Canadian scientists studying ice core records are questioning current theories about the rapid cooling of the Northern Hemisphere 8,200 years ago.
Many scientists link that event with the final drainage of Lake Agassiz, a large glacial lake that once covered much of central Canada, The drainage is thought to have freshened waters in the northern Atlantic Ocean, slowing the oceanic circulation that helps distribute heat.
Canadian scientists C. Hillaire-Marcel and Anne de Vernal of the University of Quebec and McGill University, along with David Piper of the Geological Survey of Canada, studied oceanic records downstream from Lake Agassiz's flood discharge route.
The researchers found the lake's drainage occurred between 8,500 and 8,350 years ago and that sea-surface and deep-current conditions determined from oceanic sediment cores lack significant concurrent changes in the northern Atlantic.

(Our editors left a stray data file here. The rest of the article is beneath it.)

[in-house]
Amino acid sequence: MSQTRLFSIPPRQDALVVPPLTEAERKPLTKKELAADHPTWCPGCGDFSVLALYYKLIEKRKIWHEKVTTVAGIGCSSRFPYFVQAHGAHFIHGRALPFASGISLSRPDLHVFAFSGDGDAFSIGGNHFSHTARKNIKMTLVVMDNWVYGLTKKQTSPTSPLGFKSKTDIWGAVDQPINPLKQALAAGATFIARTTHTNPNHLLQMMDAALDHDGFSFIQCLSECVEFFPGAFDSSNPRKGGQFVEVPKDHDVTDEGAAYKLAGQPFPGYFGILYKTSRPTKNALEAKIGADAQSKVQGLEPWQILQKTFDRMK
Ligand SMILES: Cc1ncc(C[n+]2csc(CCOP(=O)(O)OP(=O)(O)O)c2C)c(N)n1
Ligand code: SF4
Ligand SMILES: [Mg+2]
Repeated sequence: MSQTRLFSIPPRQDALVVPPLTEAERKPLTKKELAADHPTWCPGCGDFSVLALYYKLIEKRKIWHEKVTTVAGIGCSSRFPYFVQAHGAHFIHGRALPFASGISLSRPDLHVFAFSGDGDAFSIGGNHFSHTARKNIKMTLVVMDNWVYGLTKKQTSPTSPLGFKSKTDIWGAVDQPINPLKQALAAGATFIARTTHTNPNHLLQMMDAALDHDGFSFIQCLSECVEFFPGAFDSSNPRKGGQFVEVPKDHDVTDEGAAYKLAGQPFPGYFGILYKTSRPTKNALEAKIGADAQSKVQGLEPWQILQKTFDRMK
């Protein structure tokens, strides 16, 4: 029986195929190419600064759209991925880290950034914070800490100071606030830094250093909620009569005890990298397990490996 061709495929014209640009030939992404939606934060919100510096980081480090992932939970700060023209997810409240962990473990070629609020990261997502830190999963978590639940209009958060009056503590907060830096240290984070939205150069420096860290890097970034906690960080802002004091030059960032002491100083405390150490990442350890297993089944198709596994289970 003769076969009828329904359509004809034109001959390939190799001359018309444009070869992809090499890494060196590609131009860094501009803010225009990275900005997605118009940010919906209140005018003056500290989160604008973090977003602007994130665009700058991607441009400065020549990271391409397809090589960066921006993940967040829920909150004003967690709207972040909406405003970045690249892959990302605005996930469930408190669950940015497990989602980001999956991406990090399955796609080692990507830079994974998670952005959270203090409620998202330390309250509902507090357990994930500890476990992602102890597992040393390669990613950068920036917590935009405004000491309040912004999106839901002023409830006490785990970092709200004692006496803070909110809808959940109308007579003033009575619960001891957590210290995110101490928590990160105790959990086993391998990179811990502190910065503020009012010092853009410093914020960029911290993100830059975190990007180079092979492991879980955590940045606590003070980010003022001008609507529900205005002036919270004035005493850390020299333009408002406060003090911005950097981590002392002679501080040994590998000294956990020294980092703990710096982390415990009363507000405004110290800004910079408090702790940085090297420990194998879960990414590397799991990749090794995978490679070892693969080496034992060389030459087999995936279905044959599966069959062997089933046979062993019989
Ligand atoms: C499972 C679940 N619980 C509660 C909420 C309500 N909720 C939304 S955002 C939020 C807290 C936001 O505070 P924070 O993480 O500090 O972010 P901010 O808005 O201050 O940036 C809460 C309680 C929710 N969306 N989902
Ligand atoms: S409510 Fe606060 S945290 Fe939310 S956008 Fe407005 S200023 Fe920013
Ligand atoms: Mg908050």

Instead, the scientists said the data show the 8,200-year-old cooling event was generated by several factors, including melting of North American continental glaciers and a subsequent rapid sea level rise that induced a large-scale reorganization of broad oceanic circulation patterns.
The study appears in the journal Geophysical Research Letters.
Copyright 2007 by United Press International
Explore further: Why thawing permafrost matters